1231.3

1274.2

1270.8

1322.9

1317.4

1521.3

 

4

2403.2

1442.2

1168.7

1016.7

1102.8

1070.3

1156.7

 

 

6

1773.7

1081.5

1059.7

1025.1

1052.7

 

 

 

 

8

1513.3

1148.1

1093

1000.9

 

 

 

 

 

10

1332

1048.5

1045

 

 

 

 

 

 

12

1406.4

1099.8

965.4

 

 

 

 

 

 

24

1029.7

934.7

 

 

 

 

 

 

 

48

844

 

 

 

 

 

 

 

 

Table 3.3. Portland compiler wall clock time in seconds with problem size N=60,000 in the SOM benchmark on the AMD 12 core 6176SE 4P node. The tabular configuration is row-wise for OpenMP thread count and column-wise for MPI process count.

Portland

OMP

 

 

 

 

 

 

 

 

MPI

1

2

4

6

8

10

12

24

48

1

4874

2628.7

1515.4

1235.7

1155.4

1090.3

1183

1092

1158.6

2

2488.3

1600.4

1096.8

945.2

1049

1005.1

934.2

1351.7

 

4

1786.9

1034.7

803.8

942.7

952.8

843.4

1021.9

 

 

6

1308.8

996

788.7

836.8

838

 

 

 

 

8

1165.2

868.6

926.1

809.1

 

 

 

 

 

10

1119.6

913.4

982.8

 

 

 

 

 

 

12

912.8

744.7

769.3

 

 

 

 

 

 

24

765.4

787

 

 

 

 

 

 

 

48

746.5

 

 

 

 

 

 

 

 

Fig 3.1. The ordinate shows the ratio of wall clock time of Absoft versus Portland compiler with problem size N=60,000 in the SOM benchmark on the AMD 12 core 6176SE 4P node. The horizontal axis is the the OpenMP thread count and the legend shows the number of MPI processes. The number of cores used is the product of the two values.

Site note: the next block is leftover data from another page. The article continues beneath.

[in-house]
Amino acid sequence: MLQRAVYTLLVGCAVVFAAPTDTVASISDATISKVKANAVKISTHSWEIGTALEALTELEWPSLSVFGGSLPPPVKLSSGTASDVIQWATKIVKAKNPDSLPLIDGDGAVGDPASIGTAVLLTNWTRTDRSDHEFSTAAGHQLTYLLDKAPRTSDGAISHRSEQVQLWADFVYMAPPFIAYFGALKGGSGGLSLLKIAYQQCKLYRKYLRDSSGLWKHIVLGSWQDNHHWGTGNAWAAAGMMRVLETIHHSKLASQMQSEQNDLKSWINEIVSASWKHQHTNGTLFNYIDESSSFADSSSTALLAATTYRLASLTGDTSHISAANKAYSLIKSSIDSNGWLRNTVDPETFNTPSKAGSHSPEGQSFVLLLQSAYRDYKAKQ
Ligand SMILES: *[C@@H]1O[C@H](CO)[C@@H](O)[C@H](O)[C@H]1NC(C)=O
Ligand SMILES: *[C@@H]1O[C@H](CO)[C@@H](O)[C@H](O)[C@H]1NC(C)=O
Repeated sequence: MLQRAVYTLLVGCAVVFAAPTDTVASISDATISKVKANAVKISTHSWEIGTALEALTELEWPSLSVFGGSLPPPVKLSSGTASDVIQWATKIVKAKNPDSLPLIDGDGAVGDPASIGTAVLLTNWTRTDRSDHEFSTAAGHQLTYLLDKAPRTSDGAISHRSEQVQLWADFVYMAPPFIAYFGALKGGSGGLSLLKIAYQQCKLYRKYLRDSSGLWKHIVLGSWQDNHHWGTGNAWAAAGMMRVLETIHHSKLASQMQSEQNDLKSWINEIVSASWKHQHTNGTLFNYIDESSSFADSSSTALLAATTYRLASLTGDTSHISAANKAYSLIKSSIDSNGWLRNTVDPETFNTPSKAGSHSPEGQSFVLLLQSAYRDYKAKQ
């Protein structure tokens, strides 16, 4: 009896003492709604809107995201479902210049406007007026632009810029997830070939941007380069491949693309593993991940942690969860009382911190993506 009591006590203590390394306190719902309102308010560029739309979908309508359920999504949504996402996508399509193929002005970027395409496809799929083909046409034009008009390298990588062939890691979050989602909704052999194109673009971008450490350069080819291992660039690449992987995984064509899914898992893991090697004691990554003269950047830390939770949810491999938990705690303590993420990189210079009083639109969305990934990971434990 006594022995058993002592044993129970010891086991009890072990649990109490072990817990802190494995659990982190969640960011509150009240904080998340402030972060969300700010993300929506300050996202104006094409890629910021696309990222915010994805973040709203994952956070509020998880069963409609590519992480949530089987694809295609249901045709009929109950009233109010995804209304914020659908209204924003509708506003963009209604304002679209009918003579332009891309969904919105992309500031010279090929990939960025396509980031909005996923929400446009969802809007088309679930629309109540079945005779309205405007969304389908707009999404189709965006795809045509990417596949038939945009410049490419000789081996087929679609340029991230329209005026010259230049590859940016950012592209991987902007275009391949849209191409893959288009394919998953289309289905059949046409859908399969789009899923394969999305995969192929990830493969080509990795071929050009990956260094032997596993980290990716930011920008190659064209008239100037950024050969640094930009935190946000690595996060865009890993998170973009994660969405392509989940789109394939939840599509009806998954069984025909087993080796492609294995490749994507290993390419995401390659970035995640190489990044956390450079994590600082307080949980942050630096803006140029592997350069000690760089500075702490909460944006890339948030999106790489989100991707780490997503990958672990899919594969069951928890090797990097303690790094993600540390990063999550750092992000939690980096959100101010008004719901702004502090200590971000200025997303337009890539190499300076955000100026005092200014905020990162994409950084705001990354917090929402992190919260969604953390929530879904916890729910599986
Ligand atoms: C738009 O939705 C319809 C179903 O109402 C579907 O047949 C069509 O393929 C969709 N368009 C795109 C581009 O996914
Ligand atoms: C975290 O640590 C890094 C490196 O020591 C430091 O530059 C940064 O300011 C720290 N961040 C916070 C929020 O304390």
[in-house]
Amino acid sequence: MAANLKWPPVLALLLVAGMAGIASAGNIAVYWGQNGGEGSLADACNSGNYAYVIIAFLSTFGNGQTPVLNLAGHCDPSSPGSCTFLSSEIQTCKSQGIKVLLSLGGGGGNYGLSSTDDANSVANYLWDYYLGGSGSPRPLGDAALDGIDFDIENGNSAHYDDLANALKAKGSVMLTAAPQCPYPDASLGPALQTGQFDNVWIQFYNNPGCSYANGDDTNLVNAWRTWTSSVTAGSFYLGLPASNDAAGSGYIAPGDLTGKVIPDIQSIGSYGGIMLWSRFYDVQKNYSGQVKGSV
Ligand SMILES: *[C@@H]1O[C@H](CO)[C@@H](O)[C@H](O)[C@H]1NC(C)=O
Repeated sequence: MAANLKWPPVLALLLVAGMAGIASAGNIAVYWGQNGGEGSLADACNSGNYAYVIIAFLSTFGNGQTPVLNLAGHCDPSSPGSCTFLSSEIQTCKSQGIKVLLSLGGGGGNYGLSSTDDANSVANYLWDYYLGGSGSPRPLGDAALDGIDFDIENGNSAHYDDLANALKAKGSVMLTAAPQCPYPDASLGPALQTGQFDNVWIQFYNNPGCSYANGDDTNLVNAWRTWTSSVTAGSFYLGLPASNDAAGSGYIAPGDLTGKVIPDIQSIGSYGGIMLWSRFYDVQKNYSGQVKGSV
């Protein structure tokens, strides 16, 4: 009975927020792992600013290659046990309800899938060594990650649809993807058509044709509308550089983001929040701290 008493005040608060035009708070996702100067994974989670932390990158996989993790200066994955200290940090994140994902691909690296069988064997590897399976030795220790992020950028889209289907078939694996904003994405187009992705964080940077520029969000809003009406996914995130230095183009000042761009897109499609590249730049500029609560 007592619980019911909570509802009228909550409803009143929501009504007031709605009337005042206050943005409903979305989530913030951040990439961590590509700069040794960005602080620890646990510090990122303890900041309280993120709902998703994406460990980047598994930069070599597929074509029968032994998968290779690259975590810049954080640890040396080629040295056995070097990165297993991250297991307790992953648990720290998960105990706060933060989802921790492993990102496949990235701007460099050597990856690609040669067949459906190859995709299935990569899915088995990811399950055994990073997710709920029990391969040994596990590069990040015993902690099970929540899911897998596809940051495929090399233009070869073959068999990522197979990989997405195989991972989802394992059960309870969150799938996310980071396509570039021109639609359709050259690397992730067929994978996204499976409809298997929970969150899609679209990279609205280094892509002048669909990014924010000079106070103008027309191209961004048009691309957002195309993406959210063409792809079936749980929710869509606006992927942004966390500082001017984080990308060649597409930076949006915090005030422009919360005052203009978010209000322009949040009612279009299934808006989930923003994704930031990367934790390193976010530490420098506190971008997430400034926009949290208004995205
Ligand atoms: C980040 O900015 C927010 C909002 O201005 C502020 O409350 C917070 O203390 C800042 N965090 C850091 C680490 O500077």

Fig 3.2. The ordinate shows the ratio of wall clock time of Intel versus Portland compiler with problem size N=60,000 in the SOM benchmark on the AMD 12 core 6176SE 4P node. The horizontal axis is the log of the OpenMP thread count and the legend shows the number of MPI processes. The number of cores used is the product of the two values.

3.2 Scaling with thread count

Scaling by OpenMP thread count, with a fixed number of MPI processes, for the Absoft, Intel and Portland compilers are shown in Tables 3.4 - 3.6, respectively. The three compilers offer poor scaling when the number of MPI processes is 4, or larger, and the scaling at 2 MPI processes is uneven.

Table 3.4. Absoft compiler scaling by OpenMP thread count for a fixed number of MPI processes with problem size N=60,000 in the SOM benchmark on the AMD 12 core 6176SE 4P node. The tabular configuration is row-wise for OpenMP thread count and column-wise for MPI process count.

 Absoft

OMP

 

 

 

 

 

 

 

 

MPI

1

2

4

6

8

10

12

24

48

1

1

1.78

3.34

3.78

5.06

5.09

5.26

5.28

4.89

2

1

1.54

2.17

2.65

2.58

2.62

2.53

2.51

 

4

1

0.95

1.87

1.83

1.73

1.96

1.78

 

 

6

1

1.65

2.15

1.88

2.07

 

 

 

 

8

1

1.40

1.84

1.66

 

 

 

 

 

10

1

1.46

1.38

 

 

 

 

 

 

12

1

1.60

1.80

 

 

 

 

 

 

24

1

1.14

 

 

 

 

 

 

 

48

1

 

 

 

 

 

 

 

 

Table 3.5. Intel compiler scaling by OpenMP thread count for a fixed number of MPI processes with problem size N=60,000 in the SOM benchmark on the AMD 12 core 6176SE 4P node. The tabular configuration is row-wise for OpenMP thread count and column-wise for MPI process count.

 Intel

OMP

 

 

 

 

 

 

 

 

MPI

1

2

4

6

8

10

12

24

48

1

1

1.88

2.84

4.05

4.28

4.98

5.04

4.17

3.94

2

1

1.56

1.48

2.46

2.47

2.37

2.38

2.06

 

4

1

1.67

2.06

2.36

2.18

2.25

2.08

 

 

6

1

1.64

1.67

1.73

1.68

 

 

 

 

8

1

1.32

1.38

1.51

 

 

 

 

 

10

1

1.27

1.27